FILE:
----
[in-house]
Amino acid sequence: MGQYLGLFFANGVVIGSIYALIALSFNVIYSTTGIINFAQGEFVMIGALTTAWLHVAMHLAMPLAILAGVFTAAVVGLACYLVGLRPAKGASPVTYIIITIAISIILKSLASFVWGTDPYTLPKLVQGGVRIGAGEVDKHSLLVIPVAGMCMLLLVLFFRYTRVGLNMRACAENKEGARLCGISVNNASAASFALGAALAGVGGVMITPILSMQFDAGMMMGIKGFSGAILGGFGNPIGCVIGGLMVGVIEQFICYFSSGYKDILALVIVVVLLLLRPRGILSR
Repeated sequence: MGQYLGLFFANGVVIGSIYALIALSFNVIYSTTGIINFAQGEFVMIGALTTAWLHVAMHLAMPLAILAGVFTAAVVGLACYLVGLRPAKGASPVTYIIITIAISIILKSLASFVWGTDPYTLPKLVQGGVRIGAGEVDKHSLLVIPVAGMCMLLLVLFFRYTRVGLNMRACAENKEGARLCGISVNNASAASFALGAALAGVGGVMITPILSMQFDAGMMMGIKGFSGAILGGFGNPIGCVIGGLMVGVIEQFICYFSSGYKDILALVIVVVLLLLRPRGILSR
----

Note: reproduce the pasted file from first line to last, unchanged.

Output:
[in-house]
Amino acid sequence: MGQYLGLFFANGVVIGSIYALIALSFNVIYSTTGIINFAQGEFVMIGALTTAWLHVAMHLAMPLAILAGVFTAAVVGLACYLVGLRPAKGASPVTYIIITIAISIILKSLASFVWGTDPYTLPKLVQGGVRIGAGEVDKHSLLVIPVAGMCMLLLVLFFRYTRVGLNMRACAENKEGARLCGISVNNASAASFALGAALAGVGGVMITPILSMQFDAGMMMGIKGFSGAILGGFGNPIGCVIGGLMVGVIEQFICYFSSGYKDILALVIVVVLLLLRPRGILSR
Repeated sequence: MGQYLGLFFANGVVIGSIYALIALSFNVIYSTTGIINFAQGEFVMIGALTTAWLHVAMHLAMPLAILAGVFTAAVVGLACYLVGLRPAKGASPVTYIIITIAISIILKSLASFVWGTDPYTLPKLVQGGVRIGAGEVDKHSLLVIPVAGMCMLLLVLFFRYTRVGLNMRACAENKEGARLCGISVNNASAASFALGAALAGVGGVMITPILSMQFDAGMMMGIKGFSGAILGGFGNPIGCVIGGLMVGVIEQFICYFSSGYKDILALVIVVVLLLLRPRGILSR